Superconductivity has been an area of intense interest to physicists since its discovery in 1911. Simply put, electric current encounters resistance as it passes through a medium. As the conductivity of the material increases, its resistance decreases. Some materials show a strange property at low temperatures and their resistance drops to zero. As a result, the electric current is transmitted without interruption or loss. Superconductivity occurs when the resistance is zero and the so-called Meissner effect is observed.
Above-zero superconductivity has been a topic of interest and research for a long time. The aim of researchers working on this subject is shown as breaking new ground in energy transfer, data transfer and electric motors.
The previous record holder, Mikhail Eremets, used a new material called lanthanum hydride in his new research. It turned out that under 170 gigapascal pressure, this material showed superconducting properties at -23 degrees. This is a very promising development, especially considering the previous record was -58 degrees Celsius.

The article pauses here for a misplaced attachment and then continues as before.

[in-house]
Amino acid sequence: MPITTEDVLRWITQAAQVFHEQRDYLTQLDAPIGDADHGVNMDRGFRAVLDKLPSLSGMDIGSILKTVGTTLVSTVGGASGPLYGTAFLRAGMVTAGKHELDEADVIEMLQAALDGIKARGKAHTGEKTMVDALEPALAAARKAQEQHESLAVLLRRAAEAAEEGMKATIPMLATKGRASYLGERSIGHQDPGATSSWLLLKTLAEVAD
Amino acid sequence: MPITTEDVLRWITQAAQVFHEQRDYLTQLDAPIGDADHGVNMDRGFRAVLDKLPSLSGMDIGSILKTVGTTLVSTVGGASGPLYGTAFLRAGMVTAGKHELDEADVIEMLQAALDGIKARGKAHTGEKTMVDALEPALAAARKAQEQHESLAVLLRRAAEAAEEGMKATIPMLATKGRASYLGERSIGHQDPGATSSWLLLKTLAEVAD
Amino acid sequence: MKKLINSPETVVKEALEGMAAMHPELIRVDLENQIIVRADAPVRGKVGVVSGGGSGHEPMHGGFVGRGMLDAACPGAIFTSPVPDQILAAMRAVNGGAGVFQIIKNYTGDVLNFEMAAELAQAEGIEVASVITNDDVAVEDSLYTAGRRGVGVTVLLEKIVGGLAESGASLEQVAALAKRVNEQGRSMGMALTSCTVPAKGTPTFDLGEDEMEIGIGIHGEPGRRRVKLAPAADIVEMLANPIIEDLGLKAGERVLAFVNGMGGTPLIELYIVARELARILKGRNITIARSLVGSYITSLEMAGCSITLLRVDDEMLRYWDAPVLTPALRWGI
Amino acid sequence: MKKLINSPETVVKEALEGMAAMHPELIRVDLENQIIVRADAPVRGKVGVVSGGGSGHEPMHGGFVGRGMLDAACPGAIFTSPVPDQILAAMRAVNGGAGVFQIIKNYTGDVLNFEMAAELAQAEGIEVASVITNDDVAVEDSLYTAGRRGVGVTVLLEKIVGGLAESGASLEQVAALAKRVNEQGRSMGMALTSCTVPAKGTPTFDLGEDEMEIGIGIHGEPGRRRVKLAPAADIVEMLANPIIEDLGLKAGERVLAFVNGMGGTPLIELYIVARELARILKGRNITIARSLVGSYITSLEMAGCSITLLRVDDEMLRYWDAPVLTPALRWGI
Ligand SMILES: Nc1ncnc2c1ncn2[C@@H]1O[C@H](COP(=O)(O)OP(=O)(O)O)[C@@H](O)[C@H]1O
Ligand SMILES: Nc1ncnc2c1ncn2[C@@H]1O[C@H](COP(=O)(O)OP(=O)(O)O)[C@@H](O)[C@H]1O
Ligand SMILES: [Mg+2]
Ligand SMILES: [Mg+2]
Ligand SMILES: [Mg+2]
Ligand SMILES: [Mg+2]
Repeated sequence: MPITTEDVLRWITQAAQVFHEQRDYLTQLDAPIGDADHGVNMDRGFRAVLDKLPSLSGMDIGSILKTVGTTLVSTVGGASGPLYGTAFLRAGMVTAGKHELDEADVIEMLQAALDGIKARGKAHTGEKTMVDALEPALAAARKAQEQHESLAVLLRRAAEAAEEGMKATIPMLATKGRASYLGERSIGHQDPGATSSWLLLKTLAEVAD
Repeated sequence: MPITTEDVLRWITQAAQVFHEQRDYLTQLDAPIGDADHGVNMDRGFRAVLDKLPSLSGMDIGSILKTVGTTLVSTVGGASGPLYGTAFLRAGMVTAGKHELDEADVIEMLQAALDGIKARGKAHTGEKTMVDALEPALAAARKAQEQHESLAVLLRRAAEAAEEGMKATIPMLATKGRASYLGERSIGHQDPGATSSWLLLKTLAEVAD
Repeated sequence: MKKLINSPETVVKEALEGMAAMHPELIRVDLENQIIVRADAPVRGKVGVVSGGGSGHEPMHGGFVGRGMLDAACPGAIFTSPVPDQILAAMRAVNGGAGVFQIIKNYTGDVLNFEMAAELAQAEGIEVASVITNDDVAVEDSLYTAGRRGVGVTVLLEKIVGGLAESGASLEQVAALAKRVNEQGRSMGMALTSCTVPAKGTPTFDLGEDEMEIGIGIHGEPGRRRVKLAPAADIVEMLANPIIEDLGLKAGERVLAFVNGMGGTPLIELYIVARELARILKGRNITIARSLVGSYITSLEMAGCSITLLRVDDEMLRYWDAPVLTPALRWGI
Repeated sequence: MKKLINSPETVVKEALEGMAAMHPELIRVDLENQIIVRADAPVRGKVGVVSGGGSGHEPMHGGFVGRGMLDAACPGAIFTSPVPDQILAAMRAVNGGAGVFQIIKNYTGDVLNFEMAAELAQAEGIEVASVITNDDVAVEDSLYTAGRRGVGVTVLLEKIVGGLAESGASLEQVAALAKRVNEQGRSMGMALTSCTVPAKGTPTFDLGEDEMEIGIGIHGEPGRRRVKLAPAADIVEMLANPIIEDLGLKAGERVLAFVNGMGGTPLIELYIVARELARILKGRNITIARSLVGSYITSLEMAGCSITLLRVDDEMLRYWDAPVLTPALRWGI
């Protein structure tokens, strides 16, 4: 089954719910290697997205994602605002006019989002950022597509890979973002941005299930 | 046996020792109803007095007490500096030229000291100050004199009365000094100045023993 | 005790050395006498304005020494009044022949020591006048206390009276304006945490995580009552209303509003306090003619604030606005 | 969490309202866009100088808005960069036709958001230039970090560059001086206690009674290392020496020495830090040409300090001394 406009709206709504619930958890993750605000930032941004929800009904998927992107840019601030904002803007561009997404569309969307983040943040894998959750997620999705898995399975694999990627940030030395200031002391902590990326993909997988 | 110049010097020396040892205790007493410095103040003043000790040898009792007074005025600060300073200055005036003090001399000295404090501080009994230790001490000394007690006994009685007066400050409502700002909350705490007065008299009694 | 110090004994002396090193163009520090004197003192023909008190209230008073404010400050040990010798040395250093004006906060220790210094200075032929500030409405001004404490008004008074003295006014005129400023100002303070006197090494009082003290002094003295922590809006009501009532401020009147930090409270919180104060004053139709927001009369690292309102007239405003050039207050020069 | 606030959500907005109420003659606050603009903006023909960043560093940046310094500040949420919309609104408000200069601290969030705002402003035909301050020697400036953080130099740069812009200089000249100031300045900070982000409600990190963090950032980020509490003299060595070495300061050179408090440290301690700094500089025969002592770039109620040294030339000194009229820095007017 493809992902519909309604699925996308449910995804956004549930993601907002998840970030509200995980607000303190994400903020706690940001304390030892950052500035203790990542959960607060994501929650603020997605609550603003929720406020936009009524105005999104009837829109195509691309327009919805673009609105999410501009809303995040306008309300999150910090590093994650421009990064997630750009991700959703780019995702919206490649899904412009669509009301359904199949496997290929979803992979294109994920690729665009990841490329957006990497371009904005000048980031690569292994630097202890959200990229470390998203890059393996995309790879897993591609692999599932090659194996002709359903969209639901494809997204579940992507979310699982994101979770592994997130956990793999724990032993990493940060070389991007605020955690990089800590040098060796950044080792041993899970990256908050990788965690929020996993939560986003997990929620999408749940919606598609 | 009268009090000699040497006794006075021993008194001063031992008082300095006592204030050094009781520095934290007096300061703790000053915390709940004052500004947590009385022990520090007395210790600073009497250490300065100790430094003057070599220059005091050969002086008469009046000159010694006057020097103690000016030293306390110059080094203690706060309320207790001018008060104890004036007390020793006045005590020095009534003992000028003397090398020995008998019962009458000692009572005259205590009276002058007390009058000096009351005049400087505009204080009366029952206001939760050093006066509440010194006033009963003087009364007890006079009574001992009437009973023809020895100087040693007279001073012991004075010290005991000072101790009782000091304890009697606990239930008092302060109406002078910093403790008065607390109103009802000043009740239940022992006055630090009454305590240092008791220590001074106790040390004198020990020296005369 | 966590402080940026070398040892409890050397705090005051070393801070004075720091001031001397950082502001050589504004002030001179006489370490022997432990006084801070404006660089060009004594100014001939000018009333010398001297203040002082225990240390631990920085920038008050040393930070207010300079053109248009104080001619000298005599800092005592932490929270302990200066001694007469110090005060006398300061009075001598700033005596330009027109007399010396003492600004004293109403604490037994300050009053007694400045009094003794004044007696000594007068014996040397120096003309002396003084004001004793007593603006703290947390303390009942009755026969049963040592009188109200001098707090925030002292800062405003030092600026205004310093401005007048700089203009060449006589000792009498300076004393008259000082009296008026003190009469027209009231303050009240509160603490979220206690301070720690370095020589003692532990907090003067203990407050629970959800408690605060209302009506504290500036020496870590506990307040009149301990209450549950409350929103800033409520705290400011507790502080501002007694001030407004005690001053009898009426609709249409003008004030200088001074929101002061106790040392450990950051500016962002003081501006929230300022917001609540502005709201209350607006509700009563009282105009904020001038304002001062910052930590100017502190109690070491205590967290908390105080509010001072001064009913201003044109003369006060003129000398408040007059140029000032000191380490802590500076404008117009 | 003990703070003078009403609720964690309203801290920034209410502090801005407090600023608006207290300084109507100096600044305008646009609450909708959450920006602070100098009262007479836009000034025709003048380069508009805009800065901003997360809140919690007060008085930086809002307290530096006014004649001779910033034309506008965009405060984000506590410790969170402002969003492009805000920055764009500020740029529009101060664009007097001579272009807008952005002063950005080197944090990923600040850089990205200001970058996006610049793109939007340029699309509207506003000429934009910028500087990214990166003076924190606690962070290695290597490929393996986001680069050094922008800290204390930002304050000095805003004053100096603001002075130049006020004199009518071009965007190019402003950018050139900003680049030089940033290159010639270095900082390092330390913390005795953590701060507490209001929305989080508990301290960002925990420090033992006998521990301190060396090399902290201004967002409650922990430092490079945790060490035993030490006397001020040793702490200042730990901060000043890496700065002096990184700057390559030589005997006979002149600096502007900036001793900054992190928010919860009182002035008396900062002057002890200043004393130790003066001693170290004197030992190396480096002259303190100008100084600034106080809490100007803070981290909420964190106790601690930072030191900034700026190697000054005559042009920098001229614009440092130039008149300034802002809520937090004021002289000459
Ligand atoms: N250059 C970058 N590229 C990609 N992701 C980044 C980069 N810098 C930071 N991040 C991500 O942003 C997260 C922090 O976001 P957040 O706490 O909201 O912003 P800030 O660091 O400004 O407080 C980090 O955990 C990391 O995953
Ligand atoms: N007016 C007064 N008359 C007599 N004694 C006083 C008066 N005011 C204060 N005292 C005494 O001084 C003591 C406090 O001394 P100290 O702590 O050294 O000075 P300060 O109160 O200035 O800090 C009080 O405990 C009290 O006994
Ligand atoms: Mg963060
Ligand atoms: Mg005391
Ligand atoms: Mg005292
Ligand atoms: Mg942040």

This jump of 50 Kelvin shows promise for achieving superconductivity under high pressure at room temperature, the researchers wrote in their paper.
There are three tests for superconductivity, and the new substance succeeded in two of these tests. The first of these was to reduce the resistance to zero. The other was to observe the exchange of elements with heavier isotopes as the superconductor temperature decreases. The Meissner effect test failed.
While the test for the Meissner effect failed, it’s not entirely hopeless. The reason the researchers failed to observe this situation is because the sample in their hands is too small to be examined with magnetism measuring instruments. However, changes were observed in the external magnetic field of the superconductor. Although not exactly the Meissner effect, this is considered promising.
The research was published in the journal Nature.